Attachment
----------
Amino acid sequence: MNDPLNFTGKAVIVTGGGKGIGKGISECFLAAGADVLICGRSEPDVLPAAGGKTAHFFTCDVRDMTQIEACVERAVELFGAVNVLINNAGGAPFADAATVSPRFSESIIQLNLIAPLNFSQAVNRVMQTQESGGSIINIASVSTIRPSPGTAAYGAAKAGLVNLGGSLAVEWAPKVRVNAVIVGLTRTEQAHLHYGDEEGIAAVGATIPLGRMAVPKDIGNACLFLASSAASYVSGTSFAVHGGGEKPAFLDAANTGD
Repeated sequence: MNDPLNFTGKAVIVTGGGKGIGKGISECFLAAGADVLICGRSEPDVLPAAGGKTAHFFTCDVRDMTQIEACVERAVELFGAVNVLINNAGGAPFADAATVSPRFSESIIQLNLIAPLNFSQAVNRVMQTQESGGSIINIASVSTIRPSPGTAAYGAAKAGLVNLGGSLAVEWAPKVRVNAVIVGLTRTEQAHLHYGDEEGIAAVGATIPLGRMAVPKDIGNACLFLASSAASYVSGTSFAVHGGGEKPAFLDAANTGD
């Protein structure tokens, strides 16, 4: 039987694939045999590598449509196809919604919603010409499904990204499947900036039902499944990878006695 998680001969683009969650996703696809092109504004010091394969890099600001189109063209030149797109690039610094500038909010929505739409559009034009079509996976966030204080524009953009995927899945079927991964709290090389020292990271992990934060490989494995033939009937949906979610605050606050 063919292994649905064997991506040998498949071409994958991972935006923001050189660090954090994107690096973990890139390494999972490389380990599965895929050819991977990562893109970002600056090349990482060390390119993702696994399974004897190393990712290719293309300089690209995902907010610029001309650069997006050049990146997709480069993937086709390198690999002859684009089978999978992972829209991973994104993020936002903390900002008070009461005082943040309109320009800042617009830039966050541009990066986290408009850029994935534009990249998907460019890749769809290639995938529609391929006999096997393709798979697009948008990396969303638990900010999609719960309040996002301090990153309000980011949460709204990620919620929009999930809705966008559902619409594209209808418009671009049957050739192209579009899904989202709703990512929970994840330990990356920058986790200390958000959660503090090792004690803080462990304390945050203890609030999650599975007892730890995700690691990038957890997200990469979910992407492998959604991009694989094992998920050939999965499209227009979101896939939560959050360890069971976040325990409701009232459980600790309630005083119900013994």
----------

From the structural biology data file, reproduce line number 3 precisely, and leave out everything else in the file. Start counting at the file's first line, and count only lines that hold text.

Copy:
């Protein structure tokens, strides 16, 4: 039987694939045999590598449509196809919604919603010409499904990204499947900036039902499944990878006695 998680001969683009969650996703696809092109504004010091394969890099600001189109063209030149797109690039610094500038909010929505739409559009034009079509996976966030204080524009953009995927899945079927991964709290090389020292990271992990934060490989494995033939009937949906979610605050606050 063919292994649905064997991506040998498949071409994958991972935006923001050189660090954090994107690096973990890139390494999972490389380990599965895929050819991977990562893109970002600056090349990482060390390119993702696994399974004897190393990712290719293309300089690209995902907010610029001309650069997006050049990146997709480069993937086709390198690999002859684009089978999978992972829209991973994104993020936002903390900002008070009461005082943040309109320009800042617009830039966050541009990066986290408009850029994935534009990249998907460019890749769809290639995938529609391929006999096997393709798979697009948008990396969303638990900010999609719960309040996002301090990153309000980011949460709204990620919620929009999930809705966008559902619409594209209808418009671009049957050739192209579009899904989202709703990512929970994840330990990356920058986790200390958000959660503090090792004690803080462990304390945050203890609030999650599975007892730890995700690691990038957890997200990469979910992407492998959604991009694989094992998920050939999965499209227009979101896939939560959050360890069971976040325990409701009232459980600790309630005083119900013994």